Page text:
Sunday, June 15, 2008


You must be asking why I would post a Tiramisu recipe when this is only my 3rd recipe posts. Well, it just happened that this is the one of the first baking project I have tried and succeeded. I can now make a tiramisu without looking at any recipe.

Actually this recipe involve getting the "cake" part off the shelf, which could otherwise by made from scratch at home. So, by not making the cake, which we substitute by buying off the shelf ladyfinders, there is no baking involve. As a result, this is not an exact science and the variations of the quantity of the ingredient will not screw up your final products.

6 eggs separated into yolks and white
3/4 - 1 cup of sugar
8 to 12 oz of mascarpone cheese
1/2 teaspoon of creme of tartar
1 cup heavy cream
1 1/4oz gelatine unflavored envelope
1 package (3 oz) of ladyfingers
1 cup espresso
4 teaspoon of Kahlur or other coffee liquer. Can be substitute with Rum or Brandy.
1 Tablespoon of cocoa powder

Springform round cake pan (cheese cake pan)
Mixing bowls
Electric mixer
Double Boiler (optioner)
Icing Knife
Lazy Susan (Optional)

My tiramisu is going to be 4-layers, two layers of ladyfingers, and two layers of cream.

Making the cream:
  • Break 6 eggs and separate the egg yorks and white.
  • Mix in half of the sugar, and stir.
  • When the sugar is dissolved, add the mascarpone cheese. 8 oz is enough but if this is the your first time, use 12 oz or even 16 oz so you won't have to waste the remaining from your 16oz jar.
  • Keep mixing with a spatula until everything is blended and smooth. You can use electric mixer too but do go slow.
  • Melt 1 package of gelatine powder in half a cup of hot water. It might be easier if you simmer the water in a small pot. As soon as the powder is dissolved, get it out from the fire, and let it cool to room temperature.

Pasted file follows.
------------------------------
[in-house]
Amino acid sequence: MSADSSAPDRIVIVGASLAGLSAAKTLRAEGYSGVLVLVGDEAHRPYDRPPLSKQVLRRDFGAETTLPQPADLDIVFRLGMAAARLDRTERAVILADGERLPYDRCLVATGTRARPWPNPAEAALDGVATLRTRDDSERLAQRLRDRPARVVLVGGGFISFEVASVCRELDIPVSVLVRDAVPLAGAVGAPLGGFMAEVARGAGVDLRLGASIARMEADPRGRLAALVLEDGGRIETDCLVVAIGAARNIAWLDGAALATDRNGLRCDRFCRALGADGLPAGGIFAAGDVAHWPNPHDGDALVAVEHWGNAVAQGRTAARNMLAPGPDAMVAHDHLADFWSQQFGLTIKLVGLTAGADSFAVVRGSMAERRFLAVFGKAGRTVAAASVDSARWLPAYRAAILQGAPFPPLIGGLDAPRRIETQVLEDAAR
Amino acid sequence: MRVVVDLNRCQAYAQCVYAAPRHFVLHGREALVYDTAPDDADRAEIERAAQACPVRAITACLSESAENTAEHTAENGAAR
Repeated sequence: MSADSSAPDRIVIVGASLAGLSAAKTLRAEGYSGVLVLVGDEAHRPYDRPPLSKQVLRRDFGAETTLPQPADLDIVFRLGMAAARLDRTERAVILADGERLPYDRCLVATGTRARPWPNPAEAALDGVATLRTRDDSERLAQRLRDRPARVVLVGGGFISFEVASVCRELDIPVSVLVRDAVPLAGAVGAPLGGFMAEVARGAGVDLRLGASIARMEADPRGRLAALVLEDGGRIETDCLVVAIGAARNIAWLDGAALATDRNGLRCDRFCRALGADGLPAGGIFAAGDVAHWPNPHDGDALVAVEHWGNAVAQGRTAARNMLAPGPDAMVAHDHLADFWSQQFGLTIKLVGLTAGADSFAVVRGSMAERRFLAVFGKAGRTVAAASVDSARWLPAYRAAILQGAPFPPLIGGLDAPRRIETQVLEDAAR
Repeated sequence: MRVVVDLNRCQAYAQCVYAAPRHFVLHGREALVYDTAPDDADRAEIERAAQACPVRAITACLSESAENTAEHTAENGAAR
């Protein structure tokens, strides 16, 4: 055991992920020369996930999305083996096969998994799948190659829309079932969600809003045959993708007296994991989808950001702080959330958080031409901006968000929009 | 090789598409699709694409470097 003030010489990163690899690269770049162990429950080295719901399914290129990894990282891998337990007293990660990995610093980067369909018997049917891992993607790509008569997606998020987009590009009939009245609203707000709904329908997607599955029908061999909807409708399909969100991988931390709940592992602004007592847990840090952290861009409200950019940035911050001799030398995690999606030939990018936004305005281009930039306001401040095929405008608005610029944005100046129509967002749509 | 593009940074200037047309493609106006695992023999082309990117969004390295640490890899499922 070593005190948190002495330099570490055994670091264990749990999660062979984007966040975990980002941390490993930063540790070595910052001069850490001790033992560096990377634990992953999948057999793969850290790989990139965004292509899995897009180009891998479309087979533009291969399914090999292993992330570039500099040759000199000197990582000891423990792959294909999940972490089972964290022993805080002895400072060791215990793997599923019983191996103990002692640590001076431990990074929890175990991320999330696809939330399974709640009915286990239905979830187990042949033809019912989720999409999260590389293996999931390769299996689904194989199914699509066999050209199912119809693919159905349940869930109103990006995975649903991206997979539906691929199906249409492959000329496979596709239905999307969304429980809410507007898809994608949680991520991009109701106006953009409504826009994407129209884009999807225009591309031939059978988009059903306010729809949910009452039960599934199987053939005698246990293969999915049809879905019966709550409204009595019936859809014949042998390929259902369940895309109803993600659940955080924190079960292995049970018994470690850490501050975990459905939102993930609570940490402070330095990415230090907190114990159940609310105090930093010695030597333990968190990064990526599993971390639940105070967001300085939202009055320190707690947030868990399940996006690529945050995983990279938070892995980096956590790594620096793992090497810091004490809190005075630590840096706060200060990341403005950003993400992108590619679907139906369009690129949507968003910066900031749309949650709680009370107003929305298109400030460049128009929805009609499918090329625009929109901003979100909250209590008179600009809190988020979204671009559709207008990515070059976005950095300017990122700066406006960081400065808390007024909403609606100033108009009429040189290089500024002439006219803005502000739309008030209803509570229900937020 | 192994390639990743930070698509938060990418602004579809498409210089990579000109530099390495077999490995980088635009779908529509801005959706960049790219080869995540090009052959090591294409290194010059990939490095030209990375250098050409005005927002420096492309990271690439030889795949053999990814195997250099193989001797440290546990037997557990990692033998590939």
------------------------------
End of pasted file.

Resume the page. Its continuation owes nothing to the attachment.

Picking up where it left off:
• Slowly add the gelatine liquid into the mascapone mix one teaspoon at a time and continue mixing.
  • After that, mix in 4 teaspoons of coffee liquer.
  • Now you have half of the the cream ready. Cover the mixing bowl with plastic wrap and keep in the refrigerator.
  • Since we have the egg white, we don't want to throw that away. Let's whisk it up using an electic mixer, and add 1/4 of the sugar, and 1/2 teaspoon of creme of tartar.
  • Set the egg white aside.
  • Now, start whisking the cup of heavy cream and add the remaining sugar into it. Whisk until you get a peak. Do not over mix or it will break down into something unuseable.
  • Take out the mascarpone mixture from the fridge, and fold in the egg white, and whipped cream.
  • This is the cream part of your tiramisu.
  • To finish making the cake, all we have to do now is to put all the pieces together
  1. Lay the ladysfinger on an 8 or 10" springform cake pan.
  2. Add 2 teaspoon of coffee liquer into the espresso.
  3. Brush the espresso on top of the ladyfingers until it is somewhat wet. Do not soak the ladyfingers. I sometime forget to brush the ladyfingers and the final product still come out good. But soggy ladyfingers make bad tiramisu.
  4. Pour in 1/3 of your mascarpone cream ontop of the ladyfingers, add more if you need to until the height is about the same as the ladyfingers, about 1/3 of an inch. Use an icing knife to create a smooth surface.
  5. Lay down the remaining ladyfingers on top of the cream and repeat the same steps as before. If you run out of ladyfingers to cover the whole pan, just cover it loosely. Or if you have more to spare, fill in those wholes.
  6. Pour in the remaining mascarpone cream on top of the lady fingers until you reach the top of the cake pan. Don't worry if you don't have enough at this point to go to tall.
  7. Use your icing knife to level off the surface. If you have a lazy susan, it would be a great help spinning the cake while holding the knife still.
  8. Put a parchment paper or just any clean sheet of paper on top of the cake pan. If you didn't fill in to the top of the cake pan, you can use plastic wrap too. Just make sure it is not touching the cream.
  9. Place the cake into the refrigerator for 8 hours. 6 will do if you are in a hurry.
  10. Take out the cake, and sprinkler the cocoa power over the cake with a small sifter. The amount of cocoa power to put on the cake depends on your preference. You can create all kind of other chocolate related stuff to put on it. What I like to do is to pipe fine lines of melted semi-sweet chocholate on the cake and make it like a bird nest. The chocolate will solidify very quick, and the bitter taste of the chocholate goes very well with the the sweet tiramisu.

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